Days into its experiment with bitcoin as legal tender, the government of El Salvador might as well sign up to become a member of the Reddit forum WallStreetBets. In its fixation with the cryptocurrency, in the language it uses, and in the kind of meme-stock momentum it wants to spark online, El Salvador is taking its cues directly from meme-stock traders.
For months now, Redditors have been picking stocks—GameStop, or AMC, or BlackBerry—and publicly talking up their merits, trying to boost their value by churning up enthusiasm online. The vocabulary and strategies of these traders and other influencers has become familiar: emojis, social media nudges, and avowals of staunch optimism for their choices.
On his Twitter feed, Nayib Bukele, the entrepreneur-turned-president of El Salvador, even dropped short, trumpeting announcements in the vein of Elon Musk. “Gamestonk!!” Musk had tweeted in January, as if to goad his followers into buying the GameStop stock he was excited about. Bukele’s tweet on Sep. 7—”Buying the dip,” followed by a winking emoji—was a precise echo, using the very words that WallStreetBets members invoke so frequently. Bukele has 2.8 million followers. Like Musk or other influencers, he possesses, in theory, an ability to move the market—an ability to get people to buy bitcoin and drive up its value just after his government purchased 150 new coins.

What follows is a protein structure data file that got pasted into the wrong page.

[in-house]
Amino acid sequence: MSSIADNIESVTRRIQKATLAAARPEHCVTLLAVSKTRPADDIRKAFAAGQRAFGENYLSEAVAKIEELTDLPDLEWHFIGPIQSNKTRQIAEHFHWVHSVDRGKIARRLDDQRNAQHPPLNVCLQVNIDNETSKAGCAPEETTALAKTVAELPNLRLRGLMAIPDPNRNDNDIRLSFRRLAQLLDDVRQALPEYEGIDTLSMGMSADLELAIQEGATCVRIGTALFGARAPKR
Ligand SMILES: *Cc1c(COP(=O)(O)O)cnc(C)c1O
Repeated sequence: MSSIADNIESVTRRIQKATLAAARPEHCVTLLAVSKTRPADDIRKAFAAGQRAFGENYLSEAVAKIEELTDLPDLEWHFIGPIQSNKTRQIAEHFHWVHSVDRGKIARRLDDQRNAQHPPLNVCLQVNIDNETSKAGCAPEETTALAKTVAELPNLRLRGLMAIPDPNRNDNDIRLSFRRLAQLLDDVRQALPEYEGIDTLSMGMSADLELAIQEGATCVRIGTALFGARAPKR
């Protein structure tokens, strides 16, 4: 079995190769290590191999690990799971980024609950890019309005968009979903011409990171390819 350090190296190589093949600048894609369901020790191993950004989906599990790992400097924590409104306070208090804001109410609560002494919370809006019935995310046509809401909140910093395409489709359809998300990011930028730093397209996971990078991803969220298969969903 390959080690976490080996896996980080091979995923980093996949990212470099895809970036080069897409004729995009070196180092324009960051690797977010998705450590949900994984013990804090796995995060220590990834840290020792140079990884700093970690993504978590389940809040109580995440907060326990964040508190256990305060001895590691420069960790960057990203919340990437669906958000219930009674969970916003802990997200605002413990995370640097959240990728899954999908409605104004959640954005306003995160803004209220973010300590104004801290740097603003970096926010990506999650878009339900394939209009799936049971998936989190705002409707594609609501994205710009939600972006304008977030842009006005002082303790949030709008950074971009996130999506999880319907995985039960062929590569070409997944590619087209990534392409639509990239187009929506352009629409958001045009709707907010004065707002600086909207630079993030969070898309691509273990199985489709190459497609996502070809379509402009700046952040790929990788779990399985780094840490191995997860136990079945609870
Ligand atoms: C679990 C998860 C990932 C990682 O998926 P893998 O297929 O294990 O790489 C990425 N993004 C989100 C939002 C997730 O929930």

Like meme-stock devotees, Bukele has shown a YOLO mindset, acting quickly and unhesitatingly in pursuit of his chosen asset. He first proposed approving bitcoin as legal tender in early June; a law to that effect was passed three days later by his country’s legislature. When the price of bitcoin crashed soon after bitcoin’s debut in El Salvador on Sep. 7, Bukele’s government doubled down and purchased more coins. It was as if the government had “diamond hands,” the WallStreetBets slang that implies holding on to a meme stock with an unshakeable grip.
Sure enough, in meme-stock-y fashion, El Salvador attracted like-minded crypto-enthusiasts. In one Reddit group of 3.3 million bitcoin advocates, a campaign started up to get members to each buy $30 worth of bitcoin—a way to reward El Salvador for its boldness by pushing up the price of the currency. The $30 amount matched the quantum of equivalent coin that El Salvador promised to put into every citizen’s digital wallet. The government named the wallet “Chivo”—a local term meaning “cool,” yet another sentiment more like to be found on WallStreetBets than in the playbooks of sovereign wealth funds and other, more orthodox avenues through which countries invest their money.
In one crucial way, though, El Salvador is different from WallStreetBets. When glitches plagued the rollout of bitcoin, protests broke out in the country—not surprisingly, since Bukele has purchased millions of dollars of bitcoin not with his own money but with taxpayer funds.
Reddit investors stand to hurt themselves more than anyone else, so they don’t need to be accountable about how they spend their money. That isn’t the case with El Salvador. A national government is not a trader on WallStreetBets—a sentence that no one would have envisioned writing before 2021, the year of the meme stock.